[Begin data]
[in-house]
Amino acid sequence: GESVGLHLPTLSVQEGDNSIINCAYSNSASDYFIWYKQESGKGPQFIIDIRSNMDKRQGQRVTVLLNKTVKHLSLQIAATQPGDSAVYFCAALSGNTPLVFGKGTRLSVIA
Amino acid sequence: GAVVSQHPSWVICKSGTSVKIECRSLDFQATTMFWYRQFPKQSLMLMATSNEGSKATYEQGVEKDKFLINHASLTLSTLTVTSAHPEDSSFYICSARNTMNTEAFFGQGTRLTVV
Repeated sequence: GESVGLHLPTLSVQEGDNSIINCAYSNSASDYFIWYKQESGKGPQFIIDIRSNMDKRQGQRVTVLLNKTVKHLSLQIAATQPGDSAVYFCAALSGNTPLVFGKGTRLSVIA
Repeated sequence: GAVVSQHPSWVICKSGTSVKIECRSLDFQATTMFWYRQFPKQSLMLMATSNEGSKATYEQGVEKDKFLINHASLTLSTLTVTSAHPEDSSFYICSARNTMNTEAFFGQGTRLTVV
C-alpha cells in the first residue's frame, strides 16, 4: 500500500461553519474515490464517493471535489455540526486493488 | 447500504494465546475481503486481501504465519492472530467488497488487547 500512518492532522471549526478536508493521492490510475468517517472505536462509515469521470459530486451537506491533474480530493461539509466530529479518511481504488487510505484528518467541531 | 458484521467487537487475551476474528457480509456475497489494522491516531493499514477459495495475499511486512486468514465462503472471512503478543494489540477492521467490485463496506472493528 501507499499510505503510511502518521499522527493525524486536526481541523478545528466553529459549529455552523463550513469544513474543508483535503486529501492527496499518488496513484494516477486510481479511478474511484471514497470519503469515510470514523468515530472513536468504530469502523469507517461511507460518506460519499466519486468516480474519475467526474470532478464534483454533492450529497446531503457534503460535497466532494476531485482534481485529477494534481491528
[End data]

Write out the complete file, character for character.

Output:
[in-house]
Amino acid sequence: GESVGLHLPTLSVQEGDNSIINCAYSNSASDYFIWYKQESGKGPQFIIDIRSNMDKRQGQRVTVLLNKTVKHLSLQIAATQPGDSAVYFCAALSGNTPLVFGKGTRLSVIA
Amino acid sequence: GAVVSQHPSWVICKSGTSVKIECRSLDFQATTMFWYRQFPKQSLMLMATSNEGSKATYEQGVEKDKFLINHASLTLSTLTVTSAHPEDSSFYICSARNTMNTEAFFGQGTRLTVV
Repeated sequence: GESVGLHLPTLSVQEGDNSIINCAYSNSASDYFIWYKQESGKGPQFIIDIRSNMDKRQGQRVTVLLNKTVKHLSLQIAATQPGDSAVYFCAALSGNTPLVFGKGTRLSVIA
Repeated sequence: GAVVSQHPSWVICKSGTSVKIECRSLDFQATTMFWYRQFPKQSLMLMATSNEGSKATYEQGVEKDKFLINHASLTLSTLTVTSAHPEDSSFYICSARNTMNTEAFFGQGTRLTVV
C-alpha cells in the first residue's frame, strides 16, 4: 500500500461553519474515490464517493471535489455540526486493488 | 447500504494465546475481503486481501504465519492472530467488497488487547 500512518492532522471549526478536508493521492490510475468517517472505536462509515469521470459530486451537506491533474480530493461539509466530529479518511481504488487510505484528518467541531 | 458484521467487537487475551476474528457480509456475497489494522491516531493499514477459495495475499511486512486468514465462503472471512503478543494489540477492521467490485463496506472493528 501507499499510505503510511502518521499522527493525524486536526481541523478545528466553529459549529455552523463550513469544513474543508483535503486529501492527496499518488496513484494516477486510481479511478474511484471514497470519503469515510470514523468515530472513536468504530469502523469507517461511507460518506460519499466519486468516480474519475467526474470532478464534483454533492450529497446531503457534503460535497466532494476531485482534481485529477494534481491528